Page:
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Archive for March, 2016

rain

Rain. Photo Credit: dehayf5MHWL7.cloudfront.net

The rain is beating against the window glazing with tiny, crystal-ball hands.  You can see your entire world reflected there if you look hard and long enough, only small and coiled up inside a minuscule globe.  Billowing sheets are down there hopscotching their round foot prints across the parking lot like some ghost of a lost tropical storm were puzzled to find herself in my neighborhood and she does not know where to turn next.  I start when I realize that I have been staring so long out the office window.  The light is failing; night is coming and I can begin to see myself, there in the window—like the portrait of a ghost, too, a framed specter sprinting through the gray hissing gauntlet.  Strange it seems to me, but when the light it is that rose and gray just before sunset or when some twist of the quotidian ordinary pricks loose some fragment of a memory or the smallest piece of a memory of a feeling that it flings up against the inside of my head or the backside of my eyes, I will wander off into a melancholy place.  That is where I am, now, and there I find my grandfather, Pa—Theodore Noah Webster Moates.

Pocket Contents

I do not recall not knowing him or when I first realized that this rock of a man was my ancestor and I, his progeny.  Yet my recollections are really few, much like the contents of a small boy’s pockets: in my right front I find a marble, a pebble, a penny from 1947-lincoln-wheat-pennies-value-78-13936425071947, the year of my birth; in the left, a jack knife with one of the grips missing—lost playing mumbly peg, and two bent rusting nails, one square, one round.  I lay the contents of my pocket memory on the sill beneath the window that never has opened before and I see a Mount Rushmore-ian figure.  I see his towering head with its craggy nose and high domed brow.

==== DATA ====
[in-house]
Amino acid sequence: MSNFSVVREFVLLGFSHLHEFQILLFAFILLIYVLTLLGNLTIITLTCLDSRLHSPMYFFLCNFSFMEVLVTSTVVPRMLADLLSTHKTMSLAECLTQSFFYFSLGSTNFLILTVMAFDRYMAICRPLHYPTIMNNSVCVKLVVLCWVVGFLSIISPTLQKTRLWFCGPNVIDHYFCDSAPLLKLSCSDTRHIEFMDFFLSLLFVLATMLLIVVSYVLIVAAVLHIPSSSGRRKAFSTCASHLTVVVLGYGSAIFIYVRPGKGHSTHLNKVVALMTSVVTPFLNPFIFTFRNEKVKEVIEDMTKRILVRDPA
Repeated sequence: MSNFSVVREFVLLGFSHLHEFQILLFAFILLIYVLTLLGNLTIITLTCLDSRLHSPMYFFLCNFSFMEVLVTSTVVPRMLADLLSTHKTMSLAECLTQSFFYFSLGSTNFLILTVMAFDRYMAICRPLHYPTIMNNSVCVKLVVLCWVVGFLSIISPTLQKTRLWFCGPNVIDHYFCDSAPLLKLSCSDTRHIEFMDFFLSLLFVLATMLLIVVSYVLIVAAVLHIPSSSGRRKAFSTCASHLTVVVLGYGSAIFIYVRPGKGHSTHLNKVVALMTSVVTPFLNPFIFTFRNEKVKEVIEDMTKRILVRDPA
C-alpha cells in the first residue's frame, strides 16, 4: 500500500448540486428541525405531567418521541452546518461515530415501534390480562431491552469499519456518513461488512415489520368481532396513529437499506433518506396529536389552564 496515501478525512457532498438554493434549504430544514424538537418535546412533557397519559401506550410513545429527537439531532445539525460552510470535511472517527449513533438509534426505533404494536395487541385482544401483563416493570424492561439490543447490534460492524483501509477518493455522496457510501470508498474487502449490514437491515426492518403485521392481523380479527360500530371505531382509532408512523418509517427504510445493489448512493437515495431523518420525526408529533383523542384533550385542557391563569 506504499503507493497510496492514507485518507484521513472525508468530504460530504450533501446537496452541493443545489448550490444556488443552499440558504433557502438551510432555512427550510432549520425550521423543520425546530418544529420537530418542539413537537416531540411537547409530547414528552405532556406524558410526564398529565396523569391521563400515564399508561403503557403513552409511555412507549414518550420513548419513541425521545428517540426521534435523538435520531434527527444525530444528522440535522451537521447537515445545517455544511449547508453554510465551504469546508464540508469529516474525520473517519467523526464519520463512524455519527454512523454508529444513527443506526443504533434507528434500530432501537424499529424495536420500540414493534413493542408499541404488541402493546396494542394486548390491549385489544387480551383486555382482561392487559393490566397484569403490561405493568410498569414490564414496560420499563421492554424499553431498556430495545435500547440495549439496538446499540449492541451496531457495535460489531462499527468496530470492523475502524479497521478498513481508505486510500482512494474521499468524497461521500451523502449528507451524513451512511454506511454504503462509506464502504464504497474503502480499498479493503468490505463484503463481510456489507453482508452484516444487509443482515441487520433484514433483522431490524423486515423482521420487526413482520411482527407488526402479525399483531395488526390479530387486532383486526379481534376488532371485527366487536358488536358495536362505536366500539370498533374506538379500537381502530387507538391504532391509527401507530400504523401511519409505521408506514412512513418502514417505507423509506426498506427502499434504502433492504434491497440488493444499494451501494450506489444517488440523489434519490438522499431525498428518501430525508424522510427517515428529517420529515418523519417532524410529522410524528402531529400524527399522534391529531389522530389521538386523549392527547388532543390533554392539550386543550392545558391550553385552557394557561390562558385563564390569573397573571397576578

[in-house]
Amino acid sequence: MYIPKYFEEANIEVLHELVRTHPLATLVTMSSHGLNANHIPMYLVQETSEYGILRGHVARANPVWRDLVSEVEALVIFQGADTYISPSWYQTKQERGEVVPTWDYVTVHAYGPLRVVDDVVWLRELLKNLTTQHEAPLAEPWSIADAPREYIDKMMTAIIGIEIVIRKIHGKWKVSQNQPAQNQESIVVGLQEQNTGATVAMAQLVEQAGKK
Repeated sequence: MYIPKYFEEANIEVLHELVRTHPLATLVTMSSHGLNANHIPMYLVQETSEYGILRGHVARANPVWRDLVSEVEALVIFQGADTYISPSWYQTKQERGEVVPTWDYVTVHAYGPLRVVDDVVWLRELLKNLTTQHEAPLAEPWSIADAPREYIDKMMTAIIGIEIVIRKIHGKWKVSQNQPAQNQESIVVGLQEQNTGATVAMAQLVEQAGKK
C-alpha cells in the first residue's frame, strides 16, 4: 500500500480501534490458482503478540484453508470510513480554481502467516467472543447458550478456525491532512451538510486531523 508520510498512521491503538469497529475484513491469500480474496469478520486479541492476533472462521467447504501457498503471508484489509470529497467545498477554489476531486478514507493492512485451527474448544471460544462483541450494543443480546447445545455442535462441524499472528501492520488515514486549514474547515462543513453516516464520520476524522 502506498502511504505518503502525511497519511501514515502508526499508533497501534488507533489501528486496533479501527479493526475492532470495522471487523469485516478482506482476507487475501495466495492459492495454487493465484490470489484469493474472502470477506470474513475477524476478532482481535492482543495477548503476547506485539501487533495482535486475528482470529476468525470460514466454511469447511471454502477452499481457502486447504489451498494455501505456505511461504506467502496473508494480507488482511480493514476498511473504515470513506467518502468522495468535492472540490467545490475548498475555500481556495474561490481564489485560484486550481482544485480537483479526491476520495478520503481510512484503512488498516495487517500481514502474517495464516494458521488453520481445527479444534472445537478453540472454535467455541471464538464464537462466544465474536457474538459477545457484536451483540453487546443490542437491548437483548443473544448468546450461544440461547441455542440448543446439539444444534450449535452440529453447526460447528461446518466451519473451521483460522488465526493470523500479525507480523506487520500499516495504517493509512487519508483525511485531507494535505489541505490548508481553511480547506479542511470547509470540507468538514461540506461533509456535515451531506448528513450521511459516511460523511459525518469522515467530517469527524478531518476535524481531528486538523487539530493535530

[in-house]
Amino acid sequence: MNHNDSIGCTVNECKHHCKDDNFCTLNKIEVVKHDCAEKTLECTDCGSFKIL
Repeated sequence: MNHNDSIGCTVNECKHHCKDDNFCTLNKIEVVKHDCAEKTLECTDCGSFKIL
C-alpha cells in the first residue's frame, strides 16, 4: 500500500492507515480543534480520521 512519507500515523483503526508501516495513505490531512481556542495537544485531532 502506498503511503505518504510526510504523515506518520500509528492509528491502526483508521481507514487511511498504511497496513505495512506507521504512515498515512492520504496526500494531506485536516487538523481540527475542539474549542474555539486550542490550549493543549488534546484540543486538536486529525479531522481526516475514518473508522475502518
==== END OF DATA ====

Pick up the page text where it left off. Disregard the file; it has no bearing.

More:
I did not think of his beginning until he died.  He seemed always to have been there, an ancient sun baked creature speaking slowly, wisely, steadily even as his calloused carpenter’s hands oscillated tremulously with “the palsy.”  He smelled of cigarettes—“I’d walk a mile for a Camel”—an exotic, dark tobacco aroma that hung on his clothes like an invisible mantle of virility.  And there was also that faint, strange sweet yeasty smell that was both the comfort and the curse of another Noah after the legendary flood.

 

Pa Moates

Theodore Noah Webster Moates ca.June 1969  Panama City Florida Photo credit: the author, his grandson

Pa was one of the oldest human beings that I knew as a child, though I doubted even then that he had been acquainted with the ark builder, even though my grandfather was builder too. I suspected they had more in common than I could understand, but I realize now that I did not really know him well, despite our times of tales on the screened porch, tales of the days before paved roads in Florida, when the Moates family traveled by buckboard wagon two days to visit Aunt Sadie.  I can see the pair of white sandy tracks of the trail when Pa speaks.  He smiles when he recounts how in a sudden thunderstorm they find shelter in an abandoned smokehouse—all that remained of a farm stead build before the war—the War Between the States, that is.  Settling back in his aluminum lawn chair, my grandfather paints a dark and mysterious still life study with his drawled words, a picture of close, black restless sleep in the ancient building, smelling of age and decay and hams.  Suddenly he leans forward, grabs my hand, and blurts out: “I snapped to when I felt something awful wet and hairy slam in my face.”

“What was it?” I demand breathlessly.

“Well, I couldn’t rightly say.” He is stalling. “Until the next flash of light’n showed up some wild goats go a-runnin’ out the door that was a-bangin’ in the wind.  They was as sceerd as we was, I reckon.”

We both laugh—I in my child’s high rattle, he in his deep rumble that sounds like the breakers of the gulf that slam against the shore.  Pa’s chuckle is powerful like thunder itself that makes you shake, laughing or not, in spite of yourself.

Amazing Camellias!

I see him now walking after the rain among his camellia bushes, and I remember the mischief in his eye.  Pa had found a mail order catalog that advertised growth hormone.  With a vial of the magic elixir he treats each bud of every plant in his garden.  He even secretly applies it one twilight evening to the camellias of his friend and neighbor, as well, across the sandy street.  Weeks later she brags to Pa about how green is her thumb.  Pa only chuckles mysteriously and never lets slip the truth of his evening rounds.  Now it makes me smile that for fifty years she never figured out what she had done that miraculous year to make such beautiful and grand blossoms.